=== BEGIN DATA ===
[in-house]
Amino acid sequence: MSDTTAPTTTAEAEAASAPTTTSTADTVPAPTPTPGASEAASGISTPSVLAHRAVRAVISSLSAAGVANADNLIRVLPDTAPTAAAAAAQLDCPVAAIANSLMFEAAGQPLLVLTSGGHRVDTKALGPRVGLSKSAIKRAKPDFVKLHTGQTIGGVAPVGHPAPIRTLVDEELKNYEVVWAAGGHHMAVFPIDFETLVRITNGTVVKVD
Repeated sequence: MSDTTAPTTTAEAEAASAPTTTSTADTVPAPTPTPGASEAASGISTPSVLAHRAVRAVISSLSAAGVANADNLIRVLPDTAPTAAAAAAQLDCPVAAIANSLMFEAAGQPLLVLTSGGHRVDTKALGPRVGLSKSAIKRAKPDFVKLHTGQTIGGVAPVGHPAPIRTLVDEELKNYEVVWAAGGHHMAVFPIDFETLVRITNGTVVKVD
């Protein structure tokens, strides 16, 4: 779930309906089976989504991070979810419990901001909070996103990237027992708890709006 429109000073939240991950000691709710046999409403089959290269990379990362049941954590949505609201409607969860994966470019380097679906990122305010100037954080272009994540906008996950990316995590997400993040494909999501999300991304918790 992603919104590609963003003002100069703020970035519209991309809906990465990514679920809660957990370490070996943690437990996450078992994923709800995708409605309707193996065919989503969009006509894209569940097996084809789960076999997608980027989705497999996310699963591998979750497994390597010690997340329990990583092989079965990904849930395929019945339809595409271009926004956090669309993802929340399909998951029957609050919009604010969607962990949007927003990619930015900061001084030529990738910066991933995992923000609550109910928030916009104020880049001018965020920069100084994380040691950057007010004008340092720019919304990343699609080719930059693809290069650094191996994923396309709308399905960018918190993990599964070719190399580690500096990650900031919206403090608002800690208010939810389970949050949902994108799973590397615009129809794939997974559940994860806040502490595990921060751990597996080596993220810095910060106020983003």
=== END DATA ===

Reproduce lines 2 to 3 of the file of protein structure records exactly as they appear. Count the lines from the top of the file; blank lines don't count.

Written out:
Amino acid sequence: MSDTTAPTTTAEAEAASAPTTTSTADTVPAPTPTPGASEAASGISTPSVLAHRAVRAVISSLSAAGVANADNLIRVLPDTAPTAAAAAAQLDCPVAAIANSLMFEAAGQPLLVLTSGGHRVDTKALGPRVGLSKSAIKRAKPDFVKLHTGQTIGGVAPVGHPAPIRTLVDEELKNYEVVWAAGGHHMAVFPIDFETLVRITNGTVVKVD
Repeated sequence: MSDTTAPTTTAEAEAASAPTTTSTADTVPAPTPTPGASEAASGISTPSVLAHRAVRAVISSLSAAGVANADNLIRVLPDTAPTAAAAAAQLDCPVAAIANSLMFEAAGQPLLVLTSGGHRVDTKALGPRVGLSKSAIKRAKPDFVKLHTGQTIGGVAPVGHPAPIRTLVDEELKNYEVVWAAGGHHMAVFPIDFETLVRITNGTVVKVD